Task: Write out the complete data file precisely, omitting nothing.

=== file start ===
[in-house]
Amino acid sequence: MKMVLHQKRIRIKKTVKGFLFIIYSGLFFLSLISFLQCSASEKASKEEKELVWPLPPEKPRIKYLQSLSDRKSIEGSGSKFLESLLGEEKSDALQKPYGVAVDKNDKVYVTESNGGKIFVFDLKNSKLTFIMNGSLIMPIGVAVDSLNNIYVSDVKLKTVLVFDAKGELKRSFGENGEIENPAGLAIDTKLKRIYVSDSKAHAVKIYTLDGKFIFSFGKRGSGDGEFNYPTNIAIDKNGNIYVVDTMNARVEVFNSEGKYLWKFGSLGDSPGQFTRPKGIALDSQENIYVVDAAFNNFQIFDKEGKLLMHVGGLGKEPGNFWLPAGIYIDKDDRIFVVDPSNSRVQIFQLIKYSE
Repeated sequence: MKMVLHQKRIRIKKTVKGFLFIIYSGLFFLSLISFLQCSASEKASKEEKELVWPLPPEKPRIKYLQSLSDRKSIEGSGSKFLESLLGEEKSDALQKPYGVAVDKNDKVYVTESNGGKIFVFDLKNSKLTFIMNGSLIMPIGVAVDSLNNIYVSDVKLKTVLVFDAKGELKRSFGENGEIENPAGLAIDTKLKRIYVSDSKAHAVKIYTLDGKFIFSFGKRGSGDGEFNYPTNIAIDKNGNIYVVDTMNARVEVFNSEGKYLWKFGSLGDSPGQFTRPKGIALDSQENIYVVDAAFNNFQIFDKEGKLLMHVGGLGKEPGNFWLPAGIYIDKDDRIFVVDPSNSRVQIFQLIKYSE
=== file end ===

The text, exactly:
[in-house]
Amino acid sequence: MKMVLHQKRIRIKKTVKGFLFIIYSGLFFLSLISFLQCSASEKASKEEKELVWPLPPEKPRIKYLQSLSDRKSIEGSGSKFLESLLGEEKSDALQKPYGVAVDKNDKVYVTESNGGKIFVFDLKNSKLTFIMNGSLIMPIGVAVDSLNNIYVSDVKLKTVLVFDAKGELKRSFGENGEIENPAGLAIDTKLKRIYVSDSKAHAVKIYTLDGKFIFSFGKRGSGDGEFNYPTNIAIDKNGNIYVVDTMNARVEVFNSEGKYLWKFGSLGDSPGQFTRPKGIALDSQENIYVVDAAFNNFQIFDKEGKLLMHVGGLGKEPGNFWLPAGIYIDKDDRIFVVDPSNSRVQIFQLIKYSE
Repeated sequence: MKMVLHQKRIRIKKTVKGFLFIIYSGLFFLSLISFLQCSASEKASKEEKELVWPLPPEKPRIKYLQSLSDRKSIEGSGSKFLESLLGEEKSDALQKPYGVAVDKNDKVYVTESNGGKIFVFDLKNSKLTFIMNGSLIMPIGVAVDSLNNIYVSDVKLKTVLVFDAKGELKRSFGENGEIENPAGLAIDTKLKRIYVSDSKAHAVKIYTLDGKFIFSFGKRGSGDGEFNYPTNIAIDKNGNIYVVDTMNARVEVFNSEGKYLWKFGSLGDSPGQFTRPKGIALDSQENIYVVDAAFNNFQIFDKEGKLLMHVGGLGKEPGNFWLPAGIYIDKDDRIFVVDPSNSRVQIFQLIKYSE